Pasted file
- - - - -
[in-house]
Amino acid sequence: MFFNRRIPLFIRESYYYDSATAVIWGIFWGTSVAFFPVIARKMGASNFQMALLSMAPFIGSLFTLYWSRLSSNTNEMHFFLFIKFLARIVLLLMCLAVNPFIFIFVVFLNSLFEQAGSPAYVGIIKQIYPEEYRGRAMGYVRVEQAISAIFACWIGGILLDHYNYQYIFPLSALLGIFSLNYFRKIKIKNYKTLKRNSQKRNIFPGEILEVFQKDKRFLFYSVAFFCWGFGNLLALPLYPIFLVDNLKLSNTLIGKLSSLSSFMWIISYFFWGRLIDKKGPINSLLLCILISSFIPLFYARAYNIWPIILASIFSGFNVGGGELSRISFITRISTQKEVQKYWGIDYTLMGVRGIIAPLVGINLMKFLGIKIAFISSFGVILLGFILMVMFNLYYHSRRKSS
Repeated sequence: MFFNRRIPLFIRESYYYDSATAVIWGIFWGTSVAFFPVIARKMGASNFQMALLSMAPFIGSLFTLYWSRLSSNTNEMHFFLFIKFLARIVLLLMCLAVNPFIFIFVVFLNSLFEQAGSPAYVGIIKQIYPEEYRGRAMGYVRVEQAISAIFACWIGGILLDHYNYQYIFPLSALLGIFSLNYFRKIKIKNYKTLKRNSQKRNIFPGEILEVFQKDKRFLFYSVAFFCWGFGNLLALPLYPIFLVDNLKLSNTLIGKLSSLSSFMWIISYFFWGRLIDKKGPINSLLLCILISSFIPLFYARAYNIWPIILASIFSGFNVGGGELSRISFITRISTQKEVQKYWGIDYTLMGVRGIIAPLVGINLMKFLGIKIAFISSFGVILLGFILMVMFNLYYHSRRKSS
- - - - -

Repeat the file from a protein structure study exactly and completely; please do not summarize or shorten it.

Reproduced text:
[in-house]
Amino acid sequence: MFFNRRIPLFIRESYYYDSATAVIWGIFWGTSVAFFPVIARKMGASNFQMALLSMAPFIGSLFTLYWSRLSSNTNEMHFFLFIKFLARIVLLLMCLAVNPFIFIFVVFLNSLFEQAGSPAYVGIIKQIYPEEYRGRAMGYVRVEQAISAIFACWIGGILLDHYNYQYIFPLSALLGIFSLNYFRKIKIKNYKTLKRNSQKRNIFPGEILEVFQKDKRFLFYSVAFFCWGFGNLLALPLYPIFLVDNLKLSNTLIGKLSSLSSFMWIISYFFWGRLIDKKGPINSLLLCILISSFIPLFYARAYNIWPIILASIFSGFNVGGGELSRISFITRISTQKEVQKYWGIDYTLMGVRGIIAPLVGINLMKFLGIKIAFISSFGVILLGFILMVMFNLYYHSRRKSS
Repeated sequence: MFFNRRIPLFIRESYYYDSATAVIWGIFWGTSVAFFPVIARKMGASNFQMALLSMAPFIGSLFTLYWSRLSSNTNEMHFFLFIKFLARIVLLLMCLAVNPFIFIFVVFLNSLFEQAGSPAYVGIIKQIYPEEYRGRAMGYVRVEQAISAIFACWIGGILLDHYNYQYIFPLSALLGIFSLNYFRKIKIKNYKTLKRNSQKRNIFPGEILEVFQKDKRFLFYSVAFFCWGFGNLLALPLYPIFLVDNLKLSNTLIGKLSSLSSFMWIISYFFWGRLIDKKGPINSLLLCILISSFIPLFYARAYNIWPIILASIFSGFNVGGGELSRISFITRISTQKEVQKYWGIDYTLMGVRGIIAPLVGINLMKFLGIKIAFISSFGVILLGFILMVMFNLYYHSRRKSS